Fred Urquhart spent a lifetime unraveling the secrets of the Monarch butterfly. It has been said, since Darwin’s time, that evolution is written on the wings of butterflies. My destiny was written on the wings of one. As a young boy in the 1920s, near Toronto, Fred wondered where all the Monarch butterflies were flying to each fall. He could never have dreamt that each year, these Monarchs join millions of others on an extraordinary journey south to a remote and distant hideaway. Flight of the Butterflies We begin our Monarch story today in a different time and place. Every spring, Monarch butterflies arrive here in the Texas Hill Country. It’s one stage in a year-long cycle that will take at least three generations. Each generation must survive through egg, caterpillar, chrysalis and adult butterfly. Amongst the spring flowers, this female has found a plant called milkweed. Most varieties contain some level of poison. Animals avoid it. But it’s the only plant Monarchs lay their eggs on. Inside this egg is a hungry caterpillar. After hatching, it snacks on its egg casing. Then milkweed is all it ever eats. Milkweed is bitter-tasting. The caterpillars can tolerate it, but it makes them an unpleasant meal for predators. Even with this milkweed protection, Monarchs are still a major food source for birds and insects. Less than one percent of eggs and caterpillars will survive to become adult butterflies. This is one of the lucky ones. We will call her Dana, from her Latin name, Danaus plexippus. Dana and her offspring must stay lucky for generations to survive the year ahead. By the 1940s, I had become a scientist, and finding where the Monarchs went had become my quest. I had the idea that sticking tags on butterflies might work, but no one back then had ever tagged insects. So I kept on testing different glues, and made tiny tags, and tried to imitate a butterfly. Back in Texas, Dana has mated. Now, she must meet new challenges. As the season advances, the dry Texas heat slows the milkweed growth. Dana and her fellow survivors must fly, following the spring bloom. The Southern Monarchs surge north, laying eggs as they go. Up to three generations over six months can swell Monarch numbers to as many as half a billion. By the early 1950s, I had finally solved the tagging problem. Ready? This one’s ready to go. The newly invented sticky labels being used on groceries were the answer. They were so darn difficult to pick off, we tested them on Monarchs. They worked. Oh! He gave you a little kiss good-bye. What do you think, Nora? While teaching, I had found another love, Nora, a fellow butterfly fan. I can’t thank our friends enough. This is wonderful of them coming out here, taking the time to do this, but… Our challenge now was to find a way to tag them all across their breeding grounds. As Nora said, “We need a big idea to keep up with these little critters.” Who will we get? Dana is flying northeast from Texas. On the way, she lays eggs on milkweed bordering fields. As farms get bigger, these borders disappear and with them, the Monarch’s nurseries. But Dana escapes, and lives on, until all her 300 or so eggs are laid. This is now Dana’s daughter. Like the generation before, she feeds on milkweed, And then… becomes a butterfly, and feeds on nectar. Nora and I had that big idea. We formed the Insect Migration Association. We asked for volunteers. They were known as “citizen scientists,” and our tagging efforts as “the great butterfly hunt.” By the 1960s, we had over 4,000 helpers. Dana’s daughter finds a safe haven in the fields of an abandoned farm. Amongst the flowers, she also finds a mate. Together, they will create the next generation of Monarchs. With her eggs fertilized, Dana’s daughter is ready to begin laying. But this time, the threat comes from the sky. Startled by the crop duster, Dana’s daughter must fly on until she finds milkweed. In a new Toronto suburb, she zeroes in on a garden. It’s been planted especially to attract and feed butterflies. It’s an oasis of flowers, promising all sorts of nectar and milkweed. She will now lay her eggs; eggs with a truly remarkable destiny. Nora, do you have the letter with the found tag that came in this morning? Somewhere in Oklahoma, wasn’t it? Altus, to be exact, Freddie. By 1967, our unique family of citizen scientists were writing in from all over North America. This is one of the 500 we sent to Buffalo. Buffalo, Buffalo, Buffalo, Buffalo– got it. We sent out tags to everyone who wrote to us. When the tagged butterflies were found, their details were returned. With this information, we were able to begin to plot their flight paths. Thank you. Done. Emerging from this egg is Dana’s granddaughter. Hatching in the butterfly garden, she is the third generation since the Texas meadows. Each of these Monarchs is part of a “super generation” destined for a spectacular journey. In two weeks, she will be 2,000 times larger. Dana’s granddaughter finds a safe place for her next stage. Like all Monarch caterpillars, she has cells that can develop into an adult butterfly. In the next 15 hours, her final caterpillar skin splits, and beneath, a new skin hardens into a chrysalis. Inside, specialized cells nourish new tissue growth. Fed oxygen by hundreds of fine breathing tubes, her brain, heart and digestive tract change shape and size. New powerful flight muscles develop and compound eyes form. Long legs and sturdy wings complete the transformation. In two weeks, Dana’s granddaughter has remodeled herself into a butterfly. But she will be different– a super butterfly, destined to live eight times longer and fly much farther than her mother and grandmother. She warms her virgin wings, covered with over a million scales. These wings will take her on a flight to a secret winter home. The angle of the sun is getting lower in the sky. The days are shorter and colder. She senses these signals. It’s time to fly south. After negotiating city skyscrapers, the next obstacle for Dana’s granddaughter is the wide open water of the Great Lakes. There will be many more challenges on her epic journey to a place she has never known. For years we charted the different flight paths of the Monarchs. A curious pattern began to emerge. Most of these Monarchs were flying southwest into Texas, but that would mean they were all gathering there unnoticed. How on earth could that be? Well, there was one way to find out. We moved our research to Texas for the winter of 1970, and during every spare moment, Nora and I were on the road. Traveling more than 14,000 miles, we searched high and low for large gatherings of Monarchs. But it wasn’t to be. We found none. Despite spending two decades tagging with all those good people helping us, I still had no evidence of the missing Monarchs. It was like a butterfly black hole. To make her extra long journey, Dana’s granddaughter builds up fat and conserves her energy. She will not mate and she will catch free rides on the winds, sometimes flying a mile high. Monarchs are beautifully evolved navigators. Their DNA reveals clues about their exceptional ability to migrate so accurately. The multipurpose antenna constantly track time and the position of the sun. They feed a stream of signals to her brain. Tiny hairs on her head gauge the wind. Her supersensitive eyes see light waves and colors far beyond ours. As the sun moves across the sky and she keeps time, like an insect GPS, she fine-tunes her flight path. She smells with her antennae and she tastes with her feet, detecting the nectar she needs each night to refuel. These adaptations, and some we have yet to discover, make the Monarch a master of migration. Back in Canada we received a letter that changed everything. Nora, dear, I think we may have something. Dear Dr. Urquhart, I read with interest your article on the Monarch butterflies in my local paper in Mexico City. It occurred to me that I might be of some help. When driving through the Sierra Madre Occidental mountain range, about 120 miles due west of Mexico City, I came across wet and tattered Monarchs that had been brought down in a rainstorm. The letter was from Ken Brugger, an American inventor working in Mexico. On his way to meet his girlfriend, he had come across something he wasn’t expecting.Diego, look right at me.After this encounter, Ken responded to an article Nora had placed in a Mexican newspaper, asking for help. Romance had blossomed for Ken. He married Catalina Aguado. Gracias. As a girl, she was enchanted by small groups of Monarchs flying and resting along the cool riverside. They were the ideal team. So we hired them. Catalina. Here you go, love. Now we had two citizen scientists in Mexico. You ready? Yep. Watch your foot. Rumors spread that Ken and Catalina were looking for rare minerals or hidden treasure. Hola. – Buenos dias. – Buenos dias. It’s okay, it’s okay. – No. -No. — No. -No. -No. Tu? Bueno? Tu? Gracias. – Adios! – After two years of dead ends, Catalina deciphers a clue to where the Monarchs might be gathering. Early November is the Day of the Dead festival, el Día de los Muertos. It is the time to honor departed loved ones. In the states of Mexico and Michoacan, Monarchs drift through the cemeteries. Folklore embraces them as the returning souls of children. Ken. For Catalina, her childhood memories take on a new significance. Did the flight of the butterflies point the way? Early one winter morning in 1975, Ken and Catalina set out for the mountaintop of Cerro Pelon. — Freddie? Freddie? Honey, you all right? They found them. Ken and Catalina have found the Monarchs. That’s wonderful. High up in the mountains. Millions of them. It was marvelous to learn about so many butterflies. But I still had no proof that those millions had migrated from the North. That September in the northern state of Minnesota, Jim Street and Dean Boen, with their teacher Mr. Gilbert, carefully log tag PS 397. All right. Every autumn, the super butterflies head south in the millions. Dana’s granddaughter is flying from the Great Lakes to Texas. With extraordinary aim, she will funnel across the Rio Grande into Mexico. Her target is a few forested peaks amongst thousands. When she arrives, this tiny creature will have completed one of the longest migrations on Earth. This is the mountainside that offered sanctuary to her great-grandmother exactly one year before. It is the perfect place. Far enough south for the sun’s warmth, yet, at 10,000 feet, it’s cool in the evergreen forest, with just the right amount of moisture. In this fragile microclimate, Dana’s granddaughter will slow down, clustering for warmth and protection, and living off her fat reserves until spring. Yet, even here, Dana’s granddaughter will face challenges. Many of the trees have been cut down. And as the climate changes, the combination of cold and wet storms kills millions. But for the survivors, it is a winter sanctuary. On January 9, 1976, the Urquharts made the trek to Mexico, despite the warnings from Fred’s doctor. Heavens above. It’s unbelievable. Unbelievable. What a glorious, incredible sight. I could not believe what I was seeing. One of our tags. I was holding indisputable proof of an incredible journey. One fragile, wind-tossed scrap of life, symbolized both the marvel of the Monarchs, and the priceless rewards of finally resolving an age-old scientific mystery. For one truly magic moment, time stood still. Those who survive the winter drink in the spring warmth. The longer days awaken the dormant urge to mate. Amongst the mating females is Dana’s granddaughter. Now it’s time for her to make a final flight. Catching the winds north, she will make her way to Texas, where, just like her great-grandmother, she will lay eggs on the spring milkweed. And as it has for thousands of years, the Monarchs’ remarkable annual cycle will begin again. In 1998 Fred and Norah Urquhart were awarded the Order of Canada.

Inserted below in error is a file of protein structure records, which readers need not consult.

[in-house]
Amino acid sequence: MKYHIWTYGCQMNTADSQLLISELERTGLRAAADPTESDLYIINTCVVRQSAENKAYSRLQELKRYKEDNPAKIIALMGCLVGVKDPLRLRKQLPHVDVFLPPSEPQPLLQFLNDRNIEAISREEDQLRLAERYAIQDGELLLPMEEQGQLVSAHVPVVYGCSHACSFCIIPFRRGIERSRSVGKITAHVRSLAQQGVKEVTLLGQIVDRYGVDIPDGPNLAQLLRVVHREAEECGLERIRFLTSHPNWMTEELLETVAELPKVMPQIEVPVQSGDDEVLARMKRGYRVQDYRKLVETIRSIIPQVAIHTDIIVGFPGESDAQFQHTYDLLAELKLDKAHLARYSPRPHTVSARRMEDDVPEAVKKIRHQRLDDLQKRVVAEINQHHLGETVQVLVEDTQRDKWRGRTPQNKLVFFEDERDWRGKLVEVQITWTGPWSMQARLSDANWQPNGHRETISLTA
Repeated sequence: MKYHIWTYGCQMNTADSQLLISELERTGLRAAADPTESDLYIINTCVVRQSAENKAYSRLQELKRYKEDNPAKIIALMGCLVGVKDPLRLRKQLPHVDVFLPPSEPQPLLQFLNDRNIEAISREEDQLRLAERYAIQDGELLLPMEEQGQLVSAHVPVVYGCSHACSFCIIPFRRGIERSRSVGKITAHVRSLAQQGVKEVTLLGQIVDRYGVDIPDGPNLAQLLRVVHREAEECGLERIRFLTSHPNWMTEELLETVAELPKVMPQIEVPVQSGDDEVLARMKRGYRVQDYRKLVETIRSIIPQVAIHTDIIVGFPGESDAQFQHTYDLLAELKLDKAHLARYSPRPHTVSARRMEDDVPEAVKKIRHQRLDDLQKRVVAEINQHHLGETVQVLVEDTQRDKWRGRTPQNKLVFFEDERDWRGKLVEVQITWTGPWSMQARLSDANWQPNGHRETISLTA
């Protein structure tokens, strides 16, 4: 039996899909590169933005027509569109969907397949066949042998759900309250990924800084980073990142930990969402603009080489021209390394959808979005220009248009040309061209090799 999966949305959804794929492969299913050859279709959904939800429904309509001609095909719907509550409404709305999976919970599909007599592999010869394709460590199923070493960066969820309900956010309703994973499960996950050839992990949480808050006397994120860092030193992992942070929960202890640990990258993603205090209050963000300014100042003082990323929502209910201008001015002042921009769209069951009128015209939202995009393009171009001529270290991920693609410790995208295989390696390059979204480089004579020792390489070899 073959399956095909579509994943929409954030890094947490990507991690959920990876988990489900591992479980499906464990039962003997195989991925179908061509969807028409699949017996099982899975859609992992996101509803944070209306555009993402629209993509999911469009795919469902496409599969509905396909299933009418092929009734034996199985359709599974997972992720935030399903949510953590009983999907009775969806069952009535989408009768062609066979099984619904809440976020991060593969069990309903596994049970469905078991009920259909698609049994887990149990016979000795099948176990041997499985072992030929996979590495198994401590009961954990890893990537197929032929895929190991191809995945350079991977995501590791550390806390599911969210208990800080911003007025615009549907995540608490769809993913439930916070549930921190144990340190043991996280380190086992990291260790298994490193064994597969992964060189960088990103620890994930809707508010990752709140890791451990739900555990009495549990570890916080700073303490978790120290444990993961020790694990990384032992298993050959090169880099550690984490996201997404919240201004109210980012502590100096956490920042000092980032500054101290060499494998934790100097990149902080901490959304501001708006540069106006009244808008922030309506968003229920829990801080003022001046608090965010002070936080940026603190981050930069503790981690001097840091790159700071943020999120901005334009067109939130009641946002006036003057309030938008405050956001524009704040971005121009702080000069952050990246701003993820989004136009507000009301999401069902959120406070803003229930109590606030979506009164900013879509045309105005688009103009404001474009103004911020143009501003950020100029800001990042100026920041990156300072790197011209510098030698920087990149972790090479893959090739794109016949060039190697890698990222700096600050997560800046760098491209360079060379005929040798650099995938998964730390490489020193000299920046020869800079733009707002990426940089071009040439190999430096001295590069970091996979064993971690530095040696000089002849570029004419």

It credited them with:
“One of the greatest natural history discoveries of out time.” In 2008 the Monarch Butterfly Sanctuaries in Mexico
were declared a UNESCO World Heritage Site. END